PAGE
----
The original version of the site (I had the code and good backups of the data) was a pretty simple Django application, but I’d used it to experiment (read over-engineer) with various bits of tech including Varnish, Solr, some ORM caching and lots more. This had been great, but it made it less portable. I had everything described in Puppet, but with virtually no spare time I decided to go a different route.
I threw a flat version of the site up on GitHub, served it using Nginx on Heroku and added a quick Fork me on GitHub badge to the top. Suggest a box moved from being a web form to a pull request. It’s fair to say I did this pretty quickly and made a good few typos on the way. But within a couple of weeks I’ve had 8 pull requests either fixing my bugs, removing dead boxes and adding new ones.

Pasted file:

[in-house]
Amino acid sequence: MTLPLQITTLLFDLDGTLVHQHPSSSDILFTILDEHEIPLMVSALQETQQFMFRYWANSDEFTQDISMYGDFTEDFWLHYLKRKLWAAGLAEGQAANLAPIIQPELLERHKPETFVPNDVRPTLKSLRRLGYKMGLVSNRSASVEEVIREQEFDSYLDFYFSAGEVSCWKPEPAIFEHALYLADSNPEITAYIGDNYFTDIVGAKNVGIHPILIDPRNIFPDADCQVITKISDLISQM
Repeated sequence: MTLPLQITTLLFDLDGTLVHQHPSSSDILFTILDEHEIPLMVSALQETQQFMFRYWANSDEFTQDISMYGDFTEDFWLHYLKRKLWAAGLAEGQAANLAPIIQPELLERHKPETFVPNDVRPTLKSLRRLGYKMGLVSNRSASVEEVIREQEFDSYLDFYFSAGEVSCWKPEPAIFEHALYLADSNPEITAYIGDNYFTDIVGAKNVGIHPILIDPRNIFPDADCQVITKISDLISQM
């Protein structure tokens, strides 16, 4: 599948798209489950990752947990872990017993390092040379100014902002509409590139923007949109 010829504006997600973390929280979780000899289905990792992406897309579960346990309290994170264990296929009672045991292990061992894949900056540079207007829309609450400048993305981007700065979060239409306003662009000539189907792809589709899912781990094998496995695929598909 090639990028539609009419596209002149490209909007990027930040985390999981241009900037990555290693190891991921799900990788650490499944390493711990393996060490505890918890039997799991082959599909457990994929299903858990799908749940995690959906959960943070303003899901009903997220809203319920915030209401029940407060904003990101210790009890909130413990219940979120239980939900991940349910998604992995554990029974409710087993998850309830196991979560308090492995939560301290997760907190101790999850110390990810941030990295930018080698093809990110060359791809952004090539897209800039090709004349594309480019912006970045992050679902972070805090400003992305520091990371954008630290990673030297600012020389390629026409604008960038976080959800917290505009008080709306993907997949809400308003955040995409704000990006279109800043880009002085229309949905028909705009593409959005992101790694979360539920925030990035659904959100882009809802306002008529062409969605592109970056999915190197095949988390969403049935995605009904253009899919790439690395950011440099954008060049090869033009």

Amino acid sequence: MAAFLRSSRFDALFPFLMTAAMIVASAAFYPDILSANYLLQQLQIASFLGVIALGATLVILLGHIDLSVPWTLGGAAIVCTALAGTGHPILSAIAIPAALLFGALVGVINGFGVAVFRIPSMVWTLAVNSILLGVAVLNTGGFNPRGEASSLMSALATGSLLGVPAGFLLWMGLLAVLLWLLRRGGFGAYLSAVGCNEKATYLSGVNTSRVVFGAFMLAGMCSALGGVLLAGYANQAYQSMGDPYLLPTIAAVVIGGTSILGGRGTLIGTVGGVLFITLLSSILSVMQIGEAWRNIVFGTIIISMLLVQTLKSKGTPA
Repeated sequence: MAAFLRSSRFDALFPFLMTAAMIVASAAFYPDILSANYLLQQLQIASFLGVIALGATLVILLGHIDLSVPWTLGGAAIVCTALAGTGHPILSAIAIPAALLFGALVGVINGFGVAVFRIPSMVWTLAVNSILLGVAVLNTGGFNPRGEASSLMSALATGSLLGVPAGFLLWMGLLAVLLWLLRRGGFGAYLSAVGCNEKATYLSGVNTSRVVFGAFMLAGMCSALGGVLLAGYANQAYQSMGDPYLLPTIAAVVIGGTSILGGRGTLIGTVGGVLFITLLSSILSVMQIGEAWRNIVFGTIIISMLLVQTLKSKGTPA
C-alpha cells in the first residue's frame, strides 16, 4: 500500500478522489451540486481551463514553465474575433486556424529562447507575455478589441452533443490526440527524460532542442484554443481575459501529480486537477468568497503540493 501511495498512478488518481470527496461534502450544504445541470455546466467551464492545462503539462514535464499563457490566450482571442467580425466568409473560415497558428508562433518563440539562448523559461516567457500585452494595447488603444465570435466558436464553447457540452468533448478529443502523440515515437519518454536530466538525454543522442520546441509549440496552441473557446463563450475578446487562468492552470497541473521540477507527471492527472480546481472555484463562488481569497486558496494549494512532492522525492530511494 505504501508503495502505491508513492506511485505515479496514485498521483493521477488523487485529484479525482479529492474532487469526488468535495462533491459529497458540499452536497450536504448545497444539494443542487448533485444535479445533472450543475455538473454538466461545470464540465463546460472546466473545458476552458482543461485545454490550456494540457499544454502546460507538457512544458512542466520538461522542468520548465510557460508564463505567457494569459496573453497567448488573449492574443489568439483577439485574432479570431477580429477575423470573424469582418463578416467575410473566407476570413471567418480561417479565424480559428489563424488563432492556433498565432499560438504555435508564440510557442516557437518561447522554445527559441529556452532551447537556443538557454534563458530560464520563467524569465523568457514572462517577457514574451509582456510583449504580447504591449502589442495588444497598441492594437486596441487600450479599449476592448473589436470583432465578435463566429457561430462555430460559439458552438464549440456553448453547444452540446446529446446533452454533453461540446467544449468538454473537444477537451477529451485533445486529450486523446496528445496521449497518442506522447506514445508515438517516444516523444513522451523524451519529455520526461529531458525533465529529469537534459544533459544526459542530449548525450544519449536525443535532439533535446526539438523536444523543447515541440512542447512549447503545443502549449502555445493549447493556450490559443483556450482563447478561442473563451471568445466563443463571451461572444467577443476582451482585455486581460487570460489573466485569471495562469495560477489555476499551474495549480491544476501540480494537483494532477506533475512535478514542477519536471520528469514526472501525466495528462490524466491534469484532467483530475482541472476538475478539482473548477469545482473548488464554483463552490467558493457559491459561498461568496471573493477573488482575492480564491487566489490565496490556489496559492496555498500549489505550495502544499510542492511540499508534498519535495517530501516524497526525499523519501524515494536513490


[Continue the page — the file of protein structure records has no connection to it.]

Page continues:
What I’m going to take from this is, if you’re building a community project that’s aimed at developers, then throw the content on GitHub. In my case I have the entire site on there too but I think that’s secondary. Pull requests are much better than any content management system or workflow you’re likely to build, and even more importantly the time to implement something drops hugely.
With all the spare time I don’t have I’ll be thinking about a content management model using GitHub for content, pull requests for workflow and post commit hooks for loading that content into a site or service somewhere.